Fishing club volunteer faces deportation to New Zealand
A MAN who carried out volunteer work for a Rockhampton fishing club and donated his car to the club to avoid driving disqualified is highly likely to be deported back to New Zealand.
John Andrew Rakena, 58, pleaded guilty on February 26 in Rockhampton Magistrates Court to one count each of driving while disqualified, failing to dispose safely of a syringe and failing to provide his identifying particulars to police.
The court heard he was on two suspended prison sentences on top of the driving disqualification period and had been deemed an unlawful non-citizen status.
Australia’s mandatory detention policy requires unlawful non-citizen to be detained until they are granted a visa or are removed from country.
The offending that led to the status and being taken into police custody involved Rakena being intercepted driving while disqualified on December 4, 2019, on Farm St.
Police prosecutor Julie Marsden said police intercepted Rakena at 1.40am and checks revealed his licence had been disqualified for two years and four months set to expire on February 8, 2022.
She said Rakena told police he had been up Mount Archer socialising with family and friends and had driven down to use an ATM.
Rakena then failed to attend the watch house to provide his identifying particulars within the required time and police located him at Northside Plaza on January 30 and decided to search him, finding a syringe in a bum bag.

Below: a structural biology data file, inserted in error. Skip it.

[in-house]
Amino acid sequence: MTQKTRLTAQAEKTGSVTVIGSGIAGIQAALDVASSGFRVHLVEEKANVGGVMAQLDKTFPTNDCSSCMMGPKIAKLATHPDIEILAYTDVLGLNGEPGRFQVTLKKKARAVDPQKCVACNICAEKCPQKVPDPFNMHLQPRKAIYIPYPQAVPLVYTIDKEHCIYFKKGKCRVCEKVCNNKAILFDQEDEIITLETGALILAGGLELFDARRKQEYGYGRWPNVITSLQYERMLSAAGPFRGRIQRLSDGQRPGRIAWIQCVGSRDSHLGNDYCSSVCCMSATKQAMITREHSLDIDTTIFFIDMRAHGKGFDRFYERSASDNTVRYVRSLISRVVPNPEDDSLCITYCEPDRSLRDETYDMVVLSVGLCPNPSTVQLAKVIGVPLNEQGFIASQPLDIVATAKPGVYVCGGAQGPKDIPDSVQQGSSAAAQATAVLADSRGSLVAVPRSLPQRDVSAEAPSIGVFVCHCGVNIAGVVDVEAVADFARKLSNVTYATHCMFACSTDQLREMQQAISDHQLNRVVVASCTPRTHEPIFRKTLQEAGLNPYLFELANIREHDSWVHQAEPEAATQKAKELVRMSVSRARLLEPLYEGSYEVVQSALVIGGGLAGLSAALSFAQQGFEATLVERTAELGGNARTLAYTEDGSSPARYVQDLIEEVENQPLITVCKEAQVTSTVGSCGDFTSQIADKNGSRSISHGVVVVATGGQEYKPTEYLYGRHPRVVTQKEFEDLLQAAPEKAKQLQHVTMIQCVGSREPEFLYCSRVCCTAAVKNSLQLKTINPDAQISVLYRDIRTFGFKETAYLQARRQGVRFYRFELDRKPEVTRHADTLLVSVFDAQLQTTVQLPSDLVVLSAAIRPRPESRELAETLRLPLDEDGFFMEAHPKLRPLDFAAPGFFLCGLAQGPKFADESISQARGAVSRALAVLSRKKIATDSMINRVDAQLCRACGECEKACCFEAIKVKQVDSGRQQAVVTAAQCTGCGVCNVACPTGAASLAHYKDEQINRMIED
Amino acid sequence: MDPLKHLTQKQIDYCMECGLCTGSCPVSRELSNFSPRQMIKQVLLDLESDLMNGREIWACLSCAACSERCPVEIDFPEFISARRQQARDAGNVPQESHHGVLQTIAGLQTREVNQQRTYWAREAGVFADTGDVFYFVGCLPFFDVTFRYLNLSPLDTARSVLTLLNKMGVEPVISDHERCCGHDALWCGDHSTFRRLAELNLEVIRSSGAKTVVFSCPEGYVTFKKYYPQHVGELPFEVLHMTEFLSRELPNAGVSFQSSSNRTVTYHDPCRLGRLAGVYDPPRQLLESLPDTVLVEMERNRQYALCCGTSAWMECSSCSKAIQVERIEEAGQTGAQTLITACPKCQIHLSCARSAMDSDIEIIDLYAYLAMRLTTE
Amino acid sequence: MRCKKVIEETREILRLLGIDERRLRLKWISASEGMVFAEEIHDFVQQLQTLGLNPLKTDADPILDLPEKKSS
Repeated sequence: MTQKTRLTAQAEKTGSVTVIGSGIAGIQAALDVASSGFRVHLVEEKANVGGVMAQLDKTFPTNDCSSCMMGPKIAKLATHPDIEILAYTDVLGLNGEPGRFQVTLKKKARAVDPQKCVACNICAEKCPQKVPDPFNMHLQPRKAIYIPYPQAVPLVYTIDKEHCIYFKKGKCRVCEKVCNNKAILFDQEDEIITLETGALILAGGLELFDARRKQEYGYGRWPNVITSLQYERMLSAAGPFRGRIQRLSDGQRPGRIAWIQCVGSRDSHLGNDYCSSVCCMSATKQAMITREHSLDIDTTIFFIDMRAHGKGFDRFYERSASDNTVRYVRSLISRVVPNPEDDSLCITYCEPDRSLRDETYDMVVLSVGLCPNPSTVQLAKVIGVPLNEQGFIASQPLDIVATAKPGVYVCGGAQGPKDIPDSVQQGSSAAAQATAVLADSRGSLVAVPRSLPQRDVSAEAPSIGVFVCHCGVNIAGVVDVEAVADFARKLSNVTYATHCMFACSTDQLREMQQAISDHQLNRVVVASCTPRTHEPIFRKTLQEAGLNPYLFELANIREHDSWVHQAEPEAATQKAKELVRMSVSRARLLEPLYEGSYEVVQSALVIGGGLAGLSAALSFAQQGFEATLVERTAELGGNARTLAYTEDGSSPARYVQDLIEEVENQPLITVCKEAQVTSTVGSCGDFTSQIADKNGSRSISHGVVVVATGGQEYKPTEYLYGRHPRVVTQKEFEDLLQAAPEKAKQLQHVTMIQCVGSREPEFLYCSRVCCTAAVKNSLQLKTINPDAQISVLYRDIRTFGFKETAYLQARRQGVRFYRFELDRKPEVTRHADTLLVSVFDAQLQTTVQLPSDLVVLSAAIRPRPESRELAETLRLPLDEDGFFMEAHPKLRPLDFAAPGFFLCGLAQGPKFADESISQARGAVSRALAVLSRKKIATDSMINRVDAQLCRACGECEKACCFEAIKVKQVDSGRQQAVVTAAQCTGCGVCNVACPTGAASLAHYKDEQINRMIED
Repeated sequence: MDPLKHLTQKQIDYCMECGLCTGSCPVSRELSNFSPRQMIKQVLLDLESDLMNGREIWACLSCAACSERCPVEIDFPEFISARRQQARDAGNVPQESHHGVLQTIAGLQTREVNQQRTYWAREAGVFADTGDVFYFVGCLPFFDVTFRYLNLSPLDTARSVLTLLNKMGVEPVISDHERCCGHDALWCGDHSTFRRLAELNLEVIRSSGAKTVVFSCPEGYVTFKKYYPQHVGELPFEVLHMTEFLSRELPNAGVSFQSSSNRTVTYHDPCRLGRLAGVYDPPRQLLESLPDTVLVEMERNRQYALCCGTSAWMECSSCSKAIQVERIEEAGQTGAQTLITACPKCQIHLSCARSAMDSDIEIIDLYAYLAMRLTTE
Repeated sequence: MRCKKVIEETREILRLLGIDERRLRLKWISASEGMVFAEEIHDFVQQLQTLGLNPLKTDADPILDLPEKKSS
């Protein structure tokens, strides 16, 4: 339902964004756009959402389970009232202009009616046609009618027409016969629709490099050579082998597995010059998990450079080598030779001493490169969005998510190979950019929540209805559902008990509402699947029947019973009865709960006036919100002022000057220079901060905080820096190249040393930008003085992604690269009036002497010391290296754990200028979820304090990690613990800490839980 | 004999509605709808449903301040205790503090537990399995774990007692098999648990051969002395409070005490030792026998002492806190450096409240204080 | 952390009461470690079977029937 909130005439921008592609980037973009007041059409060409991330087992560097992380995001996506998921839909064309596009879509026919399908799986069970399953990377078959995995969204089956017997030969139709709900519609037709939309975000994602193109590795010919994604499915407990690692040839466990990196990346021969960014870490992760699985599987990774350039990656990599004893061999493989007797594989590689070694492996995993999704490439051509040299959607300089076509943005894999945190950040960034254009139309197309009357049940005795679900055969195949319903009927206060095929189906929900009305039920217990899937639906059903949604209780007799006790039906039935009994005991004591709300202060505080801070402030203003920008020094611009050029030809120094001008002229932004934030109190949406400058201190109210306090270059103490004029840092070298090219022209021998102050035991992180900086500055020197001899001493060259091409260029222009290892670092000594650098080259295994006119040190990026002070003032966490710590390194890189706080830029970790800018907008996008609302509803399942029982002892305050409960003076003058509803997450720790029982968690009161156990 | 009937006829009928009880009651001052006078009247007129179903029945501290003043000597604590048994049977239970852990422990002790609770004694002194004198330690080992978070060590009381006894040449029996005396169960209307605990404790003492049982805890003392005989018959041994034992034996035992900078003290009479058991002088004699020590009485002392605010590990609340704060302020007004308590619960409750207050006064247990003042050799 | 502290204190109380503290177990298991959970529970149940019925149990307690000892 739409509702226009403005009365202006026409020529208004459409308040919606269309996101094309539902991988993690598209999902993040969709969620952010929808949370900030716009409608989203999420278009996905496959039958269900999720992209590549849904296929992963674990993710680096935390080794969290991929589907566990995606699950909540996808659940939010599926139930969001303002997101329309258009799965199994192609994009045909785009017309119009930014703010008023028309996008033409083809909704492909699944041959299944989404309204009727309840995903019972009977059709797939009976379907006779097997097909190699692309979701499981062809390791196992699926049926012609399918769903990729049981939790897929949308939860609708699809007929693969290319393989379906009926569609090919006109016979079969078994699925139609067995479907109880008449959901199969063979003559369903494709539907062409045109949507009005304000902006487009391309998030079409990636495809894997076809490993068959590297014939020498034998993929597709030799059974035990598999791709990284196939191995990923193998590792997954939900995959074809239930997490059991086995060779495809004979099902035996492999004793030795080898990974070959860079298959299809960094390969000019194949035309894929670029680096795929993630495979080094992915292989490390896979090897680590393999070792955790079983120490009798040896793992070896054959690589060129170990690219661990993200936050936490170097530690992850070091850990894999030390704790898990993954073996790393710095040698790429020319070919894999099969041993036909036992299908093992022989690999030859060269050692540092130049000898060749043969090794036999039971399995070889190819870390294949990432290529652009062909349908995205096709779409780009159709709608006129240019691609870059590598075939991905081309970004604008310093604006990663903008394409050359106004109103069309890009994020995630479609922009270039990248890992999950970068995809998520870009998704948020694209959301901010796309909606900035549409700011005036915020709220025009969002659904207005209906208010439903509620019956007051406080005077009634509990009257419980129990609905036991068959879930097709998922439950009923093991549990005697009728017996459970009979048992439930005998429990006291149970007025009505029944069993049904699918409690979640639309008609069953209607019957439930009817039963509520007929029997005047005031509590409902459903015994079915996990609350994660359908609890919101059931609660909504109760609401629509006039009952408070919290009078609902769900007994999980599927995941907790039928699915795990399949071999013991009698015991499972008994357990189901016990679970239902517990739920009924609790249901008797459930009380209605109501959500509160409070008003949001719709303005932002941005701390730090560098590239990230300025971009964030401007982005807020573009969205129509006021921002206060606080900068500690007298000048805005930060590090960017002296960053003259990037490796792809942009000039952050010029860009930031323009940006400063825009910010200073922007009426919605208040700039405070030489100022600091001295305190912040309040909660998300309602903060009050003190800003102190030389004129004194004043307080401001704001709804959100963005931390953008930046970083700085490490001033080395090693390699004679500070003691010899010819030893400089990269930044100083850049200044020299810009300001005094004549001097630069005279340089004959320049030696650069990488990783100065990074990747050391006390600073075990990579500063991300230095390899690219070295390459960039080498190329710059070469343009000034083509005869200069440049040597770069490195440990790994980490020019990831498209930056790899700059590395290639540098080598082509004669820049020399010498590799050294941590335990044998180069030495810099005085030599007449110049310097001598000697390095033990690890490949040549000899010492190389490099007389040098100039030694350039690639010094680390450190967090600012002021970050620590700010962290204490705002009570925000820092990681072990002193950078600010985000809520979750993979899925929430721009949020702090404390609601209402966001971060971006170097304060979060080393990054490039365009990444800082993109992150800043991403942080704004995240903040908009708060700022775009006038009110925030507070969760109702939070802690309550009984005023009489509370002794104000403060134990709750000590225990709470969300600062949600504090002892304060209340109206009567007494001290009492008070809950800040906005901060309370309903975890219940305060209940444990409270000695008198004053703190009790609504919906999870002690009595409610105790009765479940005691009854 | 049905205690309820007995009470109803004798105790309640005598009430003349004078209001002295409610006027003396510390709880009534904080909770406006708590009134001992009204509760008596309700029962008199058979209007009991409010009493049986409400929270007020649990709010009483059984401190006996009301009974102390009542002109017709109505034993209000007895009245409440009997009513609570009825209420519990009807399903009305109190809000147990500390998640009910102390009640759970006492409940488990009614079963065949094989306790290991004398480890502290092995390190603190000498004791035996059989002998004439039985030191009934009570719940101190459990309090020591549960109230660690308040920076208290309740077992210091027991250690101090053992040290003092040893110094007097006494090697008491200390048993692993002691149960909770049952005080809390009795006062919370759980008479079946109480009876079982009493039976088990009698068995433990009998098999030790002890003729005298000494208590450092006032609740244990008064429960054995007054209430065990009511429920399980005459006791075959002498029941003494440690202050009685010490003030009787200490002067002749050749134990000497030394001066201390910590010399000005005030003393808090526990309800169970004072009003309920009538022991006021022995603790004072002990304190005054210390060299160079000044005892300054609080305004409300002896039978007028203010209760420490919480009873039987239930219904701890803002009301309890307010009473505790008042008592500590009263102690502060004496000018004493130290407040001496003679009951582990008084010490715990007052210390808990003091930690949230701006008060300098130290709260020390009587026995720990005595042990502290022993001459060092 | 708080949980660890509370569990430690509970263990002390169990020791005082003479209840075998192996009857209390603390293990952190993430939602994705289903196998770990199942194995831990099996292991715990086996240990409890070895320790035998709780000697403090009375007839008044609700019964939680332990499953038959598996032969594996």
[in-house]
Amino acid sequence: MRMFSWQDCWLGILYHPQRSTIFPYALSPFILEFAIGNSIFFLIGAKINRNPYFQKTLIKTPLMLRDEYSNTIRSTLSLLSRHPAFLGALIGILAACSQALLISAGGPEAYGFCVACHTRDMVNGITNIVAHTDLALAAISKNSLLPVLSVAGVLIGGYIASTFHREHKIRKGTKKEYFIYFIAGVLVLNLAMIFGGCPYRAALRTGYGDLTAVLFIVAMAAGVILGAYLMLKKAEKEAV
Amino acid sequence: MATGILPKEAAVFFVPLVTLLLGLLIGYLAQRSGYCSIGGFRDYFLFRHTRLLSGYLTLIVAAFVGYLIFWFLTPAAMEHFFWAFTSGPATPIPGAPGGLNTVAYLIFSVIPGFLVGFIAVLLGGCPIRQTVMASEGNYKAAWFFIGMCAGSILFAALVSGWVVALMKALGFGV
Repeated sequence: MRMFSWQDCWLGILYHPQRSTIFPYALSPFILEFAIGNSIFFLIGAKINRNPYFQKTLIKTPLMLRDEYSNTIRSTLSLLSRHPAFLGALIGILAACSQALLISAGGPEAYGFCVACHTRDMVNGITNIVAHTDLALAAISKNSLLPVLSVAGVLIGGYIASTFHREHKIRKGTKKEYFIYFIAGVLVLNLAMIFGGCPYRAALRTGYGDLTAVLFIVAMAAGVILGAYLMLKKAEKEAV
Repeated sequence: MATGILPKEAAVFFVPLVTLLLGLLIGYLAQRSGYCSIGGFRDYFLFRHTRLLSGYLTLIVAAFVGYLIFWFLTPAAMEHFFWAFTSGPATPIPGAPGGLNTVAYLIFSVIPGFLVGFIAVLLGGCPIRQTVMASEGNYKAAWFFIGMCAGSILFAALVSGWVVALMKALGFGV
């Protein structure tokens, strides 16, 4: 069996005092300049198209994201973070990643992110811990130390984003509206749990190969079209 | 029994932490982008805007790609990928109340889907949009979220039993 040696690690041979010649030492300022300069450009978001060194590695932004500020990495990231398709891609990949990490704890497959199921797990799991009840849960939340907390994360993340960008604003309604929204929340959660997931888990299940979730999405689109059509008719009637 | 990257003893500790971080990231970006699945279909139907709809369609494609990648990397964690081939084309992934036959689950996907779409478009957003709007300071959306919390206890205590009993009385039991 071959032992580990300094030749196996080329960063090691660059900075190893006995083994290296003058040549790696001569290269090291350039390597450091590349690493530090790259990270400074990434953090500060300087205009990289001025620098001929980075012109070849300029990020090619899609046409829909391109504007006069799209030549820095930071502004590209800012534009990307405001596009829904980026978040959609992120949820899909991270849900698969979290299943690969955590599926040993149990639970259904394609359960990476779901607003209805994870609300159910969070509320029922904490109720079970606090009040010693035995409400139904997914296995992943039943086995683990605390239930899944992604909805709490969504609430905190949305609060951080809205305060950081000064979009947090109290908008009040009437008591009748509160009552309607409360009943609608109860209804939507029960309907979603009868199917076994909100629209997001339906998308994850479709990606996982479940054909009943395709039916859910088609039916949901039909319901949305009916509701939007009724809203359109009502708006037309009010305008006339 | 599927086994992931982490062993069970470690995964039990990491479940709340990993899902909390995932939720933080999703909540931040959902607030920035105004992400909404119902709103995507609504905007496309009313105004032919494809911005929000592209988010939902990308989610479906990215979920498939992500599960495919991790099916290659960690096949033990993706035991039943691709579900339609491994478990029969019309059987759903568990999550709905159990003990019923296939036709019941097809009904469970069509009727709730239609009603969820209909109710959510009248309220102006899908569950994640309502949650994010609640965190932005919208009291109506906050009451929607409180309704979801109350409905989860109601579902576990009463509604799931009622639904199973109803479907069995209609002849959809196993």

Ms Marsden said Rakena’s drug offending dated back to 1991 until 2018.
She said in 2018, Rakena was sentenced to three months prison, wholly suspended for 18 months and that was extended by three months in October 2019.
In October 2019, he was given a six-month prison term for disqualified driving which was wholly suspended.
Magistrate Jeff Clarke said Rakena had a reference from the Jolly Rogers Fishing Club which spoke highly of Rakena and his volunteer work at the club to clean up the Fitzroy River and speaking with people about his own drug use.
“You are facing the prospect of being deported because of the accumulation of your criminal history,” he said.
Defence lawyer Rowan King said deportation would cause Rakena hardship.
“He will not have the opportunity to say goodbye to his family or pack up his belongings,” he said.
Mr King said his client had been volunteering with the fishing club, donated his car to the club to avoid temptation to drive again and had worked lined up with the club.
Mr Clarke ordered Rakena to a six-month prison term, wholly suspended for 18 months for the disqualified driving charge, activated the two suspended sentences and extended their operational periods by three months.
He was also disqualified from driving for a further three years.